Ralph Nader (on the Left) and Bruce Fein (from the Right) rake Obama’s foreign policy over the coals

Few things clarify the absurdity of partisan politics more than presidential elections; with their mud-slinging platitudes and vague assurances of a better tomorrow, red and blue would-be presidents present a continual tableau of the very worst of our politics and ourselves.  We vote for them in the way we cheer for our favorite sports teams, paying more attention to the execution of their strategies than to the ultimate purpose of the game. But Bruce Fein and Ralph Nader, who visited Harvard Law School on February 8th and spoke to a packed audience in Austin Hall, silently provided a blueprint for a new kind of politics, one transcending partisan rancor in order to conquer the truly exigent problems of the day.

I say silently even though they lectured passionately and well. Fein went first, and began his talk with the same quotation from Tacitus with which he opens chapter one of his book Constitutional Peril: "The worst crimes were dared by few, willed by more, and tolerated by all." Fein then went on to discuss the assassination of Anwar al-Awlaki, the American purposefully obliterated by a United States drone strike without so much as an official indictment, much less a trial. Fein describes the utter lack of due-process in al-Awlaki's death, and the way in which the government and media subsequently ignored the killing of al-Awlaki's sixteen year old son three weeks later. Fein described the myriad ways in which, after 9/11, our most basic civil liberties have been eroded, how congress has acquiesced in its most fundamental duties (including the duty to be the institution that declares war), and how the threat of impeachment, which loomed as a fundamental check on presidential power even half a generation ago, has all-but disappeared, even as the crimes of the executive have become steadily more obvious and egregious.  What began under Bush continued under Obama: Fein felt no need to pit red vs. blue, for the destruction of civil liberties had become a decidedly purple bruise on our union.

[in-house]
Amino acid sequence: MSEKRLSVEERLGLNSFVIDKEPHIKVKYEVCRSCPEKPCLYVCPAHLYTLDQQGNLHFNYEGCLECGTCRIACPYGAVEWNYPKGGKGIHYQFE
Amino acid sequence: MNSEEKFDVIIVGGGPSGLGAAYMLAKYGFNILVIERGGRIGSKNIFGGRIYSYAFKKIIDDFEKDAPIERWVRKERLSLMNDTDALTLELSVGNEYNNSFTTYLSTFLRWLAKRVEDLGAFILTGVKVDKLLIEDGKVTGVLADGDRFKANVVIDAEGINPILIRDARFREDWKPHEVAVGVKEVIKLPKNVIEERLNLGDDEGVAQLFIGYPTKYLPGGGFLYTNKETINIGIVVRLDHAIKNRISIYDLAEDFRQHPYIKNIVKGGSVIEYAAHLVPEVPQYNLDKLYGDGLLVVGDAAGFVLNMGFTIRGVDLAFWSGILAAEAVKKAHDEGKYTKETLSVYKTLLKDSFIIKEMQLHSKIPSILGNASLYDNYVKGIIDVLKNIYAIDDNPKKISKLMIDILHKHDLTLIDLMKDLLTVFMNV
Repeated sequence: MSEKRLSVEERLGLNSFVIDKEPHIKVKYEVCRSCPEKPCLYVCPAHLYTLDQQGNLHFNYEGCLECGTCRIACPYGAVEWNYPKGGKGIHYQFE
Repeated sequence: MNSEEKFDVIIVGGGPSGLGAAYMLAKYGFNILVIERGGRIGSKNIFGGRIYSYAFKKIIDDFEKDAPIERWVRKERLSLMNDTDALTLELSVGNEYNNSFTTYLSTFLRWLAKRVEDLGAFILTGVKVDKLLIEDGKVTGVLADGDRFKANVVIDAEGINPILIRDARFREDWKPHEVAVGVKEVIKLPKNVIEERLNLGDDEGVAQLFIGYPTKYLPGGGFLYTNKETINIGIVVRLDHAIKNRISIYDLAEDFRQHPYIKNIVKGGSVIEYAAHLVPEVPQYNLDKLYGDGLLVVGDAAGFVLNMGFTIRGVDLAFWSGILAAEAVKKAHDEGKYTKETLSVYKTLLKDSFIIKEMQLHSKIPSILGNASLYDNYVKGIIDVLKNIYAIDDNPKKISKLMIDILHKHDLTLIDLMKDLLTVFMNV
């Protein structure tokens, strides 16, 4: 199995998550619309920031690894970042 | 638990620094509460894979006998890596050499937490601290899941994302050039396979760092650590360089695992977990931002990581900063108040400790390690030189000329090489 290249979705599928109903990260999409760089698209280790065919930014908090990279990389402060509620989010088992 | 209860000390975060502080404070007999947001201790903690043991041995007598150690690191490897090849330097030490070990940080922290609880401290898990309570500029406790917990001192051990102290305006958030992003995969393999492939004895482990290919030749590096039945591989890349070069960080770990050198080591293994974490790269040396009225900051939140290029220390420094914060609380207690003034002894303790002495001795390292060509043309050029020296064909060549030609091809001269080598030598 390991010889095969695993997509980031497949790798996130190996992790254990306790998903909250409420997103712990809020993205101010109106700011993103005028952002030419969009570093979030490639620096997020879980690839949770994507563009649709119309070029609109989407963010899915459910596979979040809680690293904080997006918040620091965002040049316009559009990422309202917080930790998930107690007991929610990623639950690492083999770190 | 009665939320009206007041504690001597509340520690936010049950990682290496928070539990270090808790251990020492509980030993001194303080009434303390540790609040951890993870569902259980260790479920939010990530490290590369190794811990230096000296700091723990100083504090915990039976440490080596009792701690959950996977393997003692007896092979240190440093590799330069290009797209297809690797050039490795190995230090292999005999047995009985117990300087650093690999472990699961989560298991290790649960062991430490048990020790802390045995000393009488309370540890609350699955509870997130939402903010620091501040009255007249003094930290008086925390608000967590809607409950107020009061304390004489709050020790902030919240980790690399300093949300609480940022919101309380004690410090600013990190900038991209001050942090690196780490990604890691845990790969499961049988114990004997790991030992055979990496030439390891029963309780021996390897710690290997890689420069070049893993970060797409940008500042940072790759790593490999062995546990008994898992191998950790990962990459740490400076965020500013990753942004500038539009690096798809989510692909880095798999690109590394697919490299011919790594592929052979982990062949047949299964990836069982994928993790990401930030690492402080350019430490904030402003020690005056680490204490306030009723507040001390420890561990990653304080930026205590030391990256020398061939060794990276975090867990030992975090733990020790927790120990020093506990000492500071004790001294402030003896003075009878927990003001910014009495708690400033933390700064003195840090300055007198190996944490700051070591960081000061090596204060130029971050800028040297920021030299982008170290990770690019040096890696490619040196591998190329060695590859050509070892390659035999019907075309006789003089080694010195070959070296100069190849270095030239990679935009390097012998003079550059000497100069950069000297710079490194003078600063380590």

Ralph Nader also discussed the erosion of Americans' basic freedoms, focusing his ire on the way in which deaths linked to corporate greed are greeted with a shrug, while those caused by terrorist thugs are met with the greatest overreaction-and what he categorized as the greatest war-crime in the form of the Iraq war-in American history. We shrug when we consider that an estimated fifty thousand people a year die because of workplace trauma, or that forty-five thousand meet their maker too soon because they go without health insurance.  But faced with three thousand deaths to terrorism? That, it seems, warrants two wars, a domestic spying program, assassination of American citizens and now, with the National Defense Authorization Act, the indefinite detention of Americans on the President's say-so.

But one thing went basically un-acknowledged in Fein and Nader's two talks and the discussion that followed. Nobody mentioned that Bruce Fein carries political views of the "far-right", and Nader of the "far-left." Fein admits in his book that he "applauded President Bush's appointments of...Roberts and ...Alito" and that he believes that "the Supreme Court's abortion decree in Roe v. Wade (1973) and invention of a right to homosexual sodomy in Lawrence v Texas (2003) created wretched constitutional law." Nobody mentioned that Ralph Nader was the presidential nominee of the Green Party, and a man who called the Bush administration's tax policies "Alice in Wonderland economics." What Nader and Fein demonstrated by their presence and their passion was that the problems our constitutional democracy faces are far more dire than those that lend themselves easily to the red vs. blue, Democrat vs. Republican discourse. The fight for freedom in our country against the odious and scandalous degradations to which we have grown accustomed knows no color or party.

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